Prime Minister Pierre Trudeau last night called a general election for May 22 in a bid to lead an increasingly troubled Canadian federation for another five-year term.

After 11 years in power, the 59-year-old Trudeau appears to be facing an uphill battle amid growing voter dissatisfaction with Canada's ailing economy and Quebec's drive for independence that is casting doubts on the future of the federation.

In a brief statement last night, Trudeau set out his campaign theme that included maintaining Canadian unity and generating economic prosperity.

"My message to you tonight is that we Canadians have an unparalleled opportunity -- working together -- to shape with our own hands an ever freer, richer, more secure Canada for ourselves and for our children," Trudeau said.

The most recent public opinion polls show Trudeau's Liberal Party running neck-and-neck with the opposition Progressive Conservative Party, led by Joe Clark, 39.

Trudeau was swept to power in 1968 on a platform of "national unity," aiming to bridge the historic chasm between the English-speaking majority and the 27 percent of Canada's 23 million citizens whose mother tongue is French.

But 11 years later, Trudeau's native province, predominantly French-speaking Quebec, is ruled by a separatist government whose objective is to make Quebec an independent country.

A public opinion poll published Sunday indicated that a majority of Quebecers are now prepared to back the provincial government of Premier Rene Levesque, which is seeking a mandate to negotiated sovereignty for Quebec in economic association with the rest of Canada.

Levesque's Parti Quebecois plans to hold a referendum on sovereignty-association. It could take place as early as next fall.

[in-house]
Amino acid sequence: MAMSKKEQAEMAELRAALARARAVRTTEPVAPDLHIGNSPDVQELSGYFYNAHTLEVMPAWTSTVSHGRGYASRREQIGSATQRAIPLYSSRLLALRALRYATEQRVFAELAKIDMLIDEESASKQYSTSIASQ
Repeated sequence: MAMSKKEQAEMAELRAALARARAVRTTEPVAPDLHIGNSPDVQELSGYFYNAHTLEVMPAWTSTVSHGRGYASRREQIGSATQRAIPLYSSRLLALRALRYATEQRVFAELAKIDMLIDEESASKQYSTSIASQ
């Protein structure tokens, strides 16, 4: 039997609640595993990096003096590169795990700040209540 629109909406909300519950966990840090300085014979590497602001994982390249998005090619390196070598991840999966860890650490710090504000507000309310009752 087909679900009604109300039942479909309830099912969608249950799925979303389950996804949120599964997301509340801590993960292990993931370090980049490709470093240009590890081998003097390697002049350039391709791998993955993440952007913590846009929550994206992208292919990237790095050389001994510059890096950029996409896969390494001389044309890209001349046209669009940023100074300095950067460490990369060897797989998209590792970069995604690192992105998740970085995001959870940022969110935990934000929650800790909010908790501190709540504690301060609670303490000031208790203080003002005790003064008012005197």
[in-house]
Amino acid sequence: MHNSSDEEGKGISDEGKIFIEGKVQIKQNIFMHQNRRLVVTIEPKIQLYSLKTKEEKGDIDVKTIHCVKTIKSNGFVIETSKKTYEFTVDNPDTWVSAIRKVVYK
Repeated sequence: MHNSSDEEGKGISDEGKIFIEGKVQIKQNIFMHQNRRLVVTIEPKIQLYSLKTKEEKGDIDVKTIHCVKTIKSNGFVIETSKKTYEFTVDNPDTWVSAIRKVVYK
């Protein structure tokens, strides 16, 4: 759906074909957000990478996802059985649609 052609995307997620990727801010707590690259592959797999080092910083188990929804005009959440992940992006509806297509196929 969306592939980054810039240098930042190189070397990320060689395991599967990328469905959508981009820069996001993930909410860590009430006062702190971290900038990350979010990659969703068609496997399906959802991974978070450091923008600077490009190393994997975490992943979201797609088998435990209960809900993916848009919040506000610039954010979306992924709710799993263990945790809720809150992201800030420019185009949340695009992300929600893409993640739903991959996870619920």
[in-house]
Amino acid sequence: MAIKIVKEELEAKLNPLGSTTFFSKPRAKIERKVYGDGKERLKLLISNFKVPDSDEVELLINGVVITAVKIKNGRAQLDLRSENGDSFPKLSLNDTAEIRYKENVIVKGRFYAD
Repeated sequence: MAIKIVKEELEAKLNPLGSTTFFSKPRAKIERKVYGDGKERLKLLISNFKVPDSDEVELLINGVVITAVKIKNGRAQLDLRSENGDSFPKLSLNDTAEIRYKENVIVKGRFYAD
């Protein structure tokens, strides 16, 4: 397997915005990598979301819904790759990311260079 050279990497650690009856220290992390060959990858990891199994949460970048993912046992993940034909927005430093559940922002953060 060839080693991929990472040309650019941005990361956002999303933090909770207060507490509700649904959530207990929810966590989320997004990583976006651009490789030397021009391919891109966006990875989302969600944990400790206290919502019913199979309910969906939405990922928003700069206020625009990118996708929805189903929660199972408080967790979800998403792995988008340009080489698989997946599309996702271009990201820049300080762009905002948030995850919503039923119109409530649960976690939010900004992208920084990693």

Apart from the Quebec problem, which has become one of the main preoccupations of Canadians, Trudeau has been forced to defend his policies almost daily in the face of the deterioration of the once-robust economy, which now suffers from high inflation, the highest unemployment rate since the Depression and a weakenning of the Canadian dollar. It now stands at U.S. $0.85.

Moreover, the federal government has been in continuous conflict over the control of natural resources with the mineral and oil-rich western provinces.

With recent setbacks and defections, the current party standings in Parliament are Liberals 133, Conservatives 98, New Democratic Party 17, Social Credit 9 and 5 independents. There are two vacancies.

Because of the redistricting, the new Parliament will have 282 seats, an increase of 18.

Seeking to reshape the Canadian constitution and forge a new sense of national unity, Trudeau has gone a year beyond the normal four-year span and was three months away from the mandatory limit when he called the election.

The Liberals, who have won the last five elections, have governed Canada for 36 of the last 43 years. The last Conservative government, led by John Diefenbaker, was in power from 1957 to 1963.